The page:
Until 1913, banks had operated under the organization set up by the National Banking Act of 1863. This system performed as a three-tier pyramid: thousands of country banks made up the bottom tier; forty-seven reserve city banks comprised the middle tier, and three central reserve city banks in New York, Chicago, and St. Louis topped off the system in the highest tier. Country banks and reserve city banks were required to deposit some of their cash reserves in the next level up. This is how it worked: when a country bank needed more money than it had on hand to lend to customers, it would initiate a withdrawal of its reserves in the reserve city bank. When pressure on a reserve city bank from numerous country banks became sufficient, it would turn to one of the three central reserve city banks to withdraw some of its reserve cash.
One reason why country banks often started the upward push of pressure on the higher banks for cash was because they needed money in the fall to lend to farmers. In the early years of the twentieth century, agriculture comprised a large section of the American economy, and farmers, especially those in the West and South, often needed to borrow money to harvest crops and transport them to market. As all farmers needed money at roughly the same time, the local country banks often found themselves without enough cash to lend and not able to get money moved from the upper level banks quickly enough, if in fact they had enough held there in reserve in the first place.
The situation described above illustrates the two problems that developed within this system as the commerce in the country began to expand: the problems of immobile reserves and inelastic currency. "Immobile reserves" describes the problem of higher-tier banks not being able to shift money or reserves around the country easily or fast enough to help the country banks where the need was the greatest. "Inelastic currency" was the problem of not being able to expand and contract money in the economy to meet periodic, pressing needs.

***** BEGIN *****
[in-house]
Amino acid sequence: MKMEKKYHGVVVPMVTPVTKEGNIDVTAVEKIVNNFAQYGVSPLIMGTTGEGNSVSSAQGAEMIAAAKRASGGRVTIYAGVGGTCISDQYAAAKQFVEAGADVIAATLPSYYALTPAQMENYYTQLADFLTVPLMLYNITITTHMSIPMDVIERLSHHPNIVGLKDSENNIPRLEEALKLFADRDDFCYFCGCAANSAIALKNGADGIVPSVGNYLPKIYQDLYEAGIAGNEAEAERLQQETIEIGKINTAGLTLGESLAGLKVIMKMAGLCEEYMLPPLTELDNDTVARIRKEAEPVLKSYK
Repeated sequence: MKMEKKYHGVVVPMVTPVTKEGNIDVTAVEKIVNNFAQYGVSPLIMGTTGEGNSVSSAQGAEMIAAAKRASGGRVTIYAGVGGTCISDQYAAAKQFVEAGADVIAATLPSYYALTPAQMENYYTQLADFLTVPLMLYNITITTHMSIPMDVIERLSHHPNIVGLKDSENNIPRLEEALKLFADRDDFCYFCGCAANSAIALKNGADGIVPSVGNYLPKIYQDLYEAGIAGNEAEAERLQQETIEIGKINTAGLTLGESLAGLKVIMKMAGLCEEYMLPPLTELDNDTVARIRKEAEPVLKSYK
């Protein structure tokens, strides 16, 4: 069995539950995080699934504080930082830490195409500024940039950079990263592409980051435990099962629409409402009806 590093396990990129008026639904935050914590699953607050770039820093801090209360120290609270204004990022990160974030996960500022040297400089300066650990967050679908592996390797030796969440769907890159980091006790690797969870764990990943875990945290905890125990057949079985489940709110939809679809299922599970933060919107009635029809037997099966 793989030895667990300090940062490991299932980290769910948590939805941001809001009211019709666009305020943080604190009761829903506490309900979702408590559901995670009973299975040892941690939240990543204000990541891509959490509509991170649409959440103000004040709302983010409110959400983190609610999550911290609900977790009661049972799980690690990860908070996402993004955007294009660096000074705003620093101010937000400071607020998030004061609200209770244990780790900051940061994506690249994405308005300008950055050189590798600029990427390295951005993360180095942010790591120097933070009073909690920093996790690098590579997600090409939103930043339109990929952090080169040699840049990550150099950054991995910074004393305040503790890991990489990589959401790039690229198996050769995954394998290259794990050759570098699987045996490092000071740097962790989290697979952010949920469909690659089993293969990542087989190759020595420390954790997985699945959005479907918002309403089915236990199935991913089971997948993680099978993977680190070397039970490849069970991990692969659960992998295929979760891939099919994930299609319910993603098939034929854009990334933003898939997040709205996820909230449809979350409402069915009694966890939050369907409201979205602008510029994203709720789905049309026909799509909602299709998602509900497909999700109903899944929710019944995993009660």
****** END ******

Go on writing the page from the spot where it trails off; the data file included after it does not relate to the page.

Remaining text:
Sometimes the pressure put on banks would precipitate a crisis. When individual depositors realized that a lot of money was leaving their bank to meet the seasonal demands around the country, they would fear for the safety of their own money and withdraw it. Other depositors would hear that people were lining up to take out their money, so they too would rush to the bank to retrieve theirs. When enough people did this, banks would run out of money and have to close their doors and shut down, sometimes for good. (Banks never hold all of their deposits; they make money in part by lending to customers a sizeable percentage of their depositors' money and charging a fee for its use.) At this time in history, there were no government guarantees or safeguards to protect the money in a bank. If a bank was forced out of business because of a panic, depositors simply lost their money.
In 1907 a banking panic, similar to the one described above, caused several banks in New York to fail. Charges began to circulate that New York City bankers had caused the panic by "hoarding" their vault cash instead of lending it out as the system required. The Panic of 1907 did not cause a nationwide depression as some previous panics had done, but it did draw the attention of many public and private observers to the fact that the banking and monetary situation was no longer adequate for the needs of the nation and that a fix could not be delayed. The nature of the change was to become the question.
Into this financial volatility emerged an additional factor: the political mood of the country was shifting from support for laissez-faire to activist government policies. Called progressivism, this inclination on the part of the citizenry to demand solutions from their governmental representatives began to be felt in the area of banking and finance. Solutions to the banking and currency quagmire became a matter of debate between progressives who favored governmental or public solutions, and conservatives who favored free market or private solutions.